Keywords: Earcons, Auditory interfaces, Widgets, Non-speech audio, Interface sonification, Interface toolkits

IWC 1999 Volume 11 Issue 3

Wanted: Psychologically Relevant, Device- and Event-Independent Work Analysis Techniques BIBAK 237-254
  Kim J. Vicente
This article offers a commentary on Richardson, Ormerod, and Shepherd (in press) while building on the previous discussion in this journal of the relative merits of task analysis and systems analysis in human-computer interface design [1,2,7]. The SGT scheme described by Richardson et al. represents a valuable contribution to the work analyst's toolkit. However, it is limited in the extent to which it can identify the information requirements associated with unanticipated events. The abstraction hierarchy [23] is an event-independent work domain analysis technique that can be used to overcome this limitation while still satisfying the criteria of device-independence and psychological relevance. Future research should integrate the complementary advantages of SGT and the abstraction hierarchy into a single, unified framework for work analysis.
Keywords: Task analysis; Systems analysis; Human-computer interaction; Cognitive engineering; Process control
A Comparison of the Comprehension of Object-Oriented and Procedural Programs by Novice Programmers BIBAK 255-282
  Susan Wiedenbeck; Vennila Ramalingam; Suseela Sarasamma; Cynthia L. Corritore
This paper reports on two experiments comparing mental representations and program comprehension by novices in the object-oriented and procedural styles. The subjects were novice programmers enrolled in a second course in programming which taught either the object-oriented or the procedural paradigm. The first experiment compared the mental representations and comprehension of short programs written in the procedural and object-oriented styles. The second experiment extended the study to a larger program incorporating more advanced language features. For the short programs there was no significant difference between the two groups with respect to the total number of questions answered correctly, but the object-oriented subjects were superior to the procedural subjects at answering questions about program function. This suggests that function information was more readily available in their mental representations of the programs and supports an argument that the object-oriented notation highlights function at the level of the individual class. For the long program a corresponding effect was not found. The comprehension of procedural subjects was superior to object-oriented subjects on all types of question. The difficulties experienced by the object-oriented subjects in answering questions in a larger program suggest that they faced problems in marshaling information and drawing inferences from it. We suggest that this result may be related to a longer learning curve for novices of the object-oriented style, as well as to features of the OO style and the particular OO language notation.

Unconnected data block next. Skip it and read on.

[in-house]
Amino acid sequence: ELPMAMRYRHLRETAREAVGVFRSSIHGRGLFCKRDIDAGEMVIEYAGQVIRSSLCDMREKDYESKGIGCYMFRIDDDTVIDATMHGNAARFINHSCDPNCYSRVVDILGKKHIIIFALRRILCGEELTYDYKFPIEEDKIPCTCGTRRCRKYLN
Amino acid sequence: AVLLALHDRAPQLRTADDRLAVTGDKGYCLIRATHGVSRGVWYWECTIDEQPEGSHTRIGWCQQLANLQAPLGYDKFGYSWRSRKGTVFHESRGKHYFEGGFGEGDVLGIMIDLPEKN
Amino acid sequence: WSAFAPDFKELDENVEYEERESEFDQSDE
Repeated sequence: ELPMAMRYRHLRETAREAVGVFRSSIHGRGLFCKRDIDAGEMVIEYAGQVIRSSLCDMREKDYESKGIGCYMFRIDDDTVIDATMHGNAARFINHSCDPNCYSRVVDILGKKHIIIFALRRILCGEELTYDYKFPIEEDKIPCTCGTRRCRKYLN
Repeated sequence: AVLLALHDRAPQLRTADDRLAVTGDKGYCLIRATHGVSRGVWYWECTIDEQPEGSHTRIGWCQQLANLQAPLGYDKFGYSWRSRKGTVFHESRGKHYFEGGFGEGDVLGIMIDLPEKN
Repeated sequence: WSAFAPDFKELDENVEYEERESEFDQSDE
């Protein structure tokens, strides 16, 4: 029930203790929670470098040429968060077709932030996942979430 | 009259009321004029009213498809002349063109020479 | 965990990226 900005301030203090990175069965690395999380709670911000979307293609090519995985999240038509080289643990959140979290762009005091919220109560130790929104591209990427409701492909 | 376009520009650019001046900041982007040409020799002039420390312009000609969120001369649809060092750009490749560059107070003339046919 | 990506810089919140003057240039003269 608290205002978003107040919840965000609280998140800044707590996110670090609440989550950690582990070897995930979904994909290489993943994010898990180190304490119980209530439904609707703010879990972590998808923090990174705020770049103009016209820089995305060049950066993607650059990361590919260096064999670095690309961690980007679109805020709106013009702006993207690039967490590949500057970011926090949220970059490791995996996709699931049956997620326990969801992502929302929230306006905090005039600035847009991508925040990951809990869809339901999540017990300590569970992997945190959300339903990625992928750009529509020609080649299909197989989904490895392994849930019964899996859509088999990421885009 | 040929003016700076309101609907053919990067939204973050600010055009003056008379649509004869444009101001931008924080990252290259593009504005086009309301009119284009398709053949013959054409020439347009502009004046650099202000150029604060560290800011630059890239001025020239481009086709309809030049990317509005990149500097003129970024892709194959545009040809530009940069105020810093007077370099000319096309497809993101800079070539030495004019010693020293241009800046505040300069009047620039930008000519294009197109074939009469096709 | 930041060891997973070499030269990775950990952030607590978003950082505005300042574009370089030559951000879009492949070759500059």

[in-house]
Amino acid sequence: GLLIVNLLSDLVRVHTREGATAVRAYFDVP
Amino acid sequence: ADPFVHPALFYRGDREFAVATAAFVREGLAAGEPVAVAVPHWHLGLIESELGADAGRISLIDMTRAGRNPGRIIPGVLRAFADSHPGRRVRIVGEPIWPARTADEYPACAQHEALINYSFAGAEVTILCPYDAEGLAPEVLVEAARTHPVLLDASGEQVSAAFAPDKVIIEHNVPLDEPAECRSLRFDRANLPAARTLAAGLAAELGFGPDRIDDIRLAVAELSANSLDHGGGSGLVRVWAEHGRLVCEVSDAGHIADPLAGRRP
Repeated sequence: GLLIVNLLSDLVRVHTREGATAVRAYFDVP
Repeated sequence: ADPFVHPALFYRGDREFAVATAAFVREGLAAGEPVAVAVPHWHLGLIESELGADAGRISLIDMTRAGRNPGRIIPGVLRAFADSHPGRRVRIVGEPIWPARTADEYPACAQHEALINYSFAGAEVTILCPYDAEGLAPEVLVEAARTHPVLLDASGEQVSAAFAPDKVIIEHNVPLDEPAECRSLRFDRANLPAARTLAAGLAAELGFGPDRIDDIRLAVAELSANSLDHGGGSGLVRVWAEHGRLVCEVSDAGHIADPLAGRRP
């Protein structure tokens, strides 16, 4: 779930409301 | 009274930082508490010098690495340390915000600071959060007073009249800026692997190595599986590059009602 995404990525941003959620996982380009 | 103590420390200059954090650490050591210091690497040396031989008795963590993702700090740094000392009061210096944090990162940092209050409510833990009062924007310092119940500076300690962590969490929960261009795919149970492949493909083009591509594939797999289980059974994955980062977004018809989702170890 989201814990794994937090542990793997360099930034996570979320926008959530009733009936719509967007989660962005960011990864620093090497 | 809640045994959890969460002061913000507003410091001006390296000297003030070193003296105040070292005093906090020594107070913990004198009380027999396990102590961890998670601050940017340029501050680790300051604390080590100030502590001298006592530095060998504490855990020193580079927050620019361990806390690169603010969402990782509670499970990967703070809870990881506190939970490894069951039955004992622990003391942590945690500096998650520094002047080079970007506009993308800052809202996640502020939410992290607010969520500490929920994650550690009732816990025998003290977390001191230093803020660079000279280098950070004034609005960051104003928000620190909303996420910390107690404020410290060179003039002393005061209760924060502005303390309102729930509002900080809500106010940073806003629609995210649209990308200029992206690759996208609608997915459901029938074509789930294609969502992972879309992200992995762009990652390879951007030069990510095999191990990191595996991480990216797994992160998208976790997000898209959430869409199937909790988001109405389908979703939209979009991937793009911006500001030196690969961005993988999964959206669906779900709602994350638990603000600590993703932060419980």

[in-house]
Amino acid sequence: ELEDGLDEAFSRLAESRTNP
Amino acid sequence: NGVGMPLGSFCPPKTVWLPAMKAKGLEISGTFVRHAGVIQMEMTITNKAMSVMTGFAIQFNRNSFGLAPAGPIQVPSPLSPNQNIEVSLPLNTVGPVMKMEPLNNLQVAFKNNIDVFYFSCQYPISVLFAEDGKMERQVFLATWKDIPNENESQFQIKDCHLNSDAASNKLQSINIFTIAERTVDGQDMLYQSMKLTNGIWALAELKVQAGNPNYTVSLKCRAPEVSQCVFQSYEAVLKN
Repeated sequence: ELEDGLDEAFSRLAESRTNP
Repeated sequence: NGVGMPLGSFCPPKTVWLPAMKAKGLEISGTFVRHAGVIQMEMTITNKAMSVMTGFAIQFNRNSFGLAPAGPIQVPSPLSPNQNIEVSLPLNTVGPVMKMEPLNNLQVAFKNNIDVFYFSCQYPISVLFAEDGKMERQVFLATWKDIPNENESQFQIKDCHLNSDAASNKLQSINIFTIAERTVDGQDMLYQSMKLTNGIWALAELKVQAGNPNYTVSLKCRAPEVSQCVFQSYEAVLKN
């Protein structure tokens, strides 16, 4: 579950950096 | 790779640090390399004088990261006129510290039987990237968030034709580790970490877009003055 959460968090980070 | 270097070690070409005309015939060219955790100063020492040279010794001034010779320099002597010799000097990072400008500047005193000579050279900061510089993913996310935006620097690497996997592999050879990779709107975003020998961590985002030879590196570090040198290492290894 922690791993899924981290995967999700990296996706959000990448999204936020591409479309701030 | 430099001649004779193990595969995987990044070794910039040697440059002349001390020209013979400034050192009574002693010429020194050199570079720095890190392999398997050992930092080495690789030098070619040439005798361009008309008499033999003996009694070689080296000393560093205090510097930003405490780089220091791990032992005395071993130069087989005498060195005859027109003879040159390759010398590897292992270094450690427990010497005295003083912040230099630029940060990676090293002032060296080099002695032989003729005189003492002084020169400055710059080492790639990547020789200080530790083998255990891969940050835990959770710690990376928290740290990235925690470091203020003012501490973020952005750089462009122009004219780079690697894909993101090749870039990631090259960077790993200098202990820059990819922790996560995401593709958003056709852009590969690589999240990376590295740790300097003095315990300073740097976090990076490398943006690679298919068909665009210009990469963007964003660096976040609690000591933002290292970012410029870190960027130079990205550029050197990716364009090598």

Keywords: Object-oriented programming; Empirical studies of programming; Novice programmers; Learning to program
A Performance Comparison of Two Handwriting Recognizers BIBAK 283-297
  I. Scott MacKenzie; Larry Chang
An experiment is described comparing two commercial handwriting recognizers with discrete hand-printed characters. Each recognizer was tested at two levels of constraint, one using lowercase letters (which were the only symbols included in the input text) and the other using both uppercase and lowercase letters. Two factors -- recognizer and constraint -- with two levels each, resulted in four test conditions. A total of 32 subjects performed text-entry tasks for each condition. Recognition accuracy differed significantly among conditions. Furthermore, the accuracy observed (87%-93%) was below the walk-up accuracy claimed by the developers of the recognizers. Entry speed was affected not only by recognition conditions but by users' adaptation to the idiosyncrasies of the recognizers. In an extensive error analysis, numerous weaknesses of the recognizers are revealed, in that certain characters are error prone and are misrecognized in a predictable way. This analysis, and the procedure for such, is a useful tool for designers of handwriting-recognition systems. User satisfaction results showed that recognition accuracy greatly affects the impression of walk-up users.
Keywords: Pen-based computing; Text entry; Hand-printing; Mobile computing; Character recognition; Handwriting recognition
The Ergonomic Criteria and the ISO/DIS 9241-10 Dialogue Principles: A Pilot Comparison in an Evaluation Task BIBAK 299-322
  J. M. C. Bastien; D. L. Scapin; C. Leulier